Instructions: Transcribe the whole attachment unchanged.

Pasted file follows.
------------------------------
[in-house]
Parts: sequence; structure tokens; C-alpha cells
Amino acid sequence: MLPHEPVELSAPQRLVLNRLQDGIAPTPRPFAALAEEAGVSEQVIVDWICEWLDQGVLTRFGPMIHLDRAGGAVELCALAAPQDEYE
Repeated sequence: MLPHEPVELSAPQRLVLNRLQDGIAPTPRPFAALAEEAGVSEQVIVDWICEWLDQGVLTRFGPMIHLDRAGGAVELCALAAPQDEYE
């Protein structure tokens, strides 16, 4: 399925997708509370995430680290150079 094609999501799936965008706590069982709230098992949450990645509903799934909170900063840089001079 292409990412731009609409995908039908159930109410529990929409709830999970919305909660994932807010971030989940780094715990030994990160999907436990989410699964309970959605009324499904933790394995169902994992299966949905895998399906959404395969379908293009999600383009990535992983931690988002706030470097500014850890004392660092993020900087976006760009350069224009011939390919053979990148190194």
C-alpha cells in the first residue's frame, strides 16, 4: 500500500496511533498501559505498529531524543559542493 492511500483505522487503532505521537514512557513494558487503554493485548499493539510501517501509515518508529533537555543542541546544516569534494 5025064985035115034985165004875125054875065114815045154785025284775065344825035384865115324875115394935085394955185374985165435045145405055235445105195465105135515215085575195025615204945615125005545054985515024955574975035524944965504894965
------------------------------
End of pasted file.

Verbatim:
[in-house]
Parts: sequence; structure tokens; C-alpha cells
Amino acid sequence: MLPHEPVELSAPQRLVLNRLQDGIAPTPRPFAALAEEAGVSEQVIVDWICEWLDQGVLTRFGPMIHLDRAGGAVELCALAAPQDEYE
Repeated sequence: MLPHEPVELSAPQRLVLNRLQDGIAPTPRPFAALAEEAGVSEQVIVDWICEWLDQGVLTRFGPMIHLDRAGGAVELCALAAPQDEYE
């Protein structure tokens, strides 16, 4: 399925997708509370995430680290150079 094609999501799936965008706590069982709230098992949450990645509903799934909170900063840089001079 292409990412731009609409995908039908159930109410529990929409709830999970919305909660994932807010971030989940780094715990030994990160999907436990989410699964309970959605009324499904933790394995169902994992299966949905895998399906959404395969379908293009999600383009990535992983931690988002706030470097500014850890004392660092993020900087976006760009350069224009011939390919053979990148190194």
C-alpha cells in the first residue's frame, strides 16, 4: 500500500496511533498501559505498529531524543559542493 492511500483505522487503532505521537514512557513494558487503554493485548499493539510501517501509515518508529533537555543542541546544516569534494 5025064985035115034985165004875125054875065114815045154785025284775065344825035384865115324875115394935085394955185374985165435045145405055235445105195465105135515215085575195025615204945615125005545054985515024955574975035524944965504894965